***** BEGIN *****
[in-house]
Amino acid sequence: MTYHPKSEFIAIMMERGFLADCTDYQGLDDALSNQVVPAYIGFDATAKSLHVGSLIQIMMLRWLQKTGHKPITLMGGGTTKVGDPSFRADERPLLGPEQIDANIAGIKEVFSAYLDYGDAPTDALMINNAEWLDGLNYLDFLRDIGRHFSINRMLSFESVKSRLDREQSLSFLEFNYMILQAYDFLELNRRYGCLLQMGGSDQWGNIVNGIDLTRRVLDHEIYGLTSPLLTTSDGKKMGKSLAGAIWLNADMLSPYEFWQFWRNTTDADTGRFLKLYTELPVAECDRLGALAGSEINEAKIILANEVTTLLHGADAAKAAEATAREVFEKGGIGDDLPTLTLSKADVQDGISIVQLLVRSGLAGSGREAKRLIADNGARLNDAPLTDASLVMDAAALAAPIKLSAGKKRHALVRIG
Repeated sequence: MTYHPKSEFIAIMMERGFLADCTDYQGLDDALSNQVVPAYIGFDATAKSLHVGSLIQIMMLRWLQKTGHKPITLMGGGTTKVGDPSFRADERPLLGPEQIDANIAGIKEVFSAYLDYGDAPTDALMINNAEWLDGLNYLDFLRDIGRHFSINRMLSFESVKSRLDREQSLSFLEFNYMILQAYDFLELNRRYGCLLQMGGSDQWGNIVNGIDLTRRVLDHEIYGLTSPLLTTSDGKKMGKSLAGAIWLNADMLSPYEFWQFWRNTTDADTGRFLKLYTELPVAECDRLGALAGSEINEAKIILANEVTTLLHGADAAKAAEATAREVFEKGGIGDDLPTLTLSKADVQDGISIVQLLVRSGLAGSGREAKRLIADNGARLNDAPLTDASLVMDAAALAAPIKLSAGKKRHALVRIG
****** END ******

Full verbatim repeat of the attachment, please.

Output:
[in-house]
Amino acid sequence: MTYHPKSEFIAIMMERGFLADCTDYQGLDDALSNQVVPAYIGFDATAKSLHVGSLIQIMMLRWLQKTGHKPITLMGGGTTKVGDPSFRADERPLLGPEQIDANIAGIKEVFSAYLDYGDAPTDALMINNAEWLDGLNYLDFLRDIGRHFSINRMLSFESVKSRLDREQSLSFLEFNYMILQAYDFLELNRRYGCLLQMGGSDQWGNIVNGIDLTRRVLDHEIYGLTSPLLTTSDGKKMGKSLAGAIWLNADMLSPYEFWQFWRNTTDADTGRFLKLYTELPVAECDRLGALAGSEINEAKIILANEVTTLLHGADAAKAAEATAREVFEKGGIGDDLPTLTLSKADVQDGISIVQLLVRSGLAGSGREAKRLIADNGARLNDAPLTDASLVMDAAALAAPIKLSAGKKRHALVRIG
Repeated sequence: MTYHPKSEFIAIMMERGFLADCTDYQGLDDALSNQVVPAYIGFDATAKSLHVGSLIQIMMLRWLQKTGHKPITLMGGGTTKVGDPSFRADERPLLGPEQIDANIAGIKEVFSAYLDYGDAPTDALMINNAEWLDGLNYLDFLRDIGRHFSINRMLSFESVKSRLDREQSLSFLEFNYMILQAYDFLELNRRYGCLLQMGGSDQWGNIVNGIDLTRRVLDHEIYGLTSPLLTTSDGKKMGKSLAGAIWLNADMLSPYEFWQFWRNTTDADTGRFLKLYTELPVAECDRLGALAGSEINEAKIILANEVTTLLHGADAAKAAEATAREVFEKGGIGDDLPTLTLSKADVQDGISIVQLLVRSGLAGSGREAKRLIADNGARLNDAPLTDASLVMDAAALAAPIKLSAGKKRHALVRIG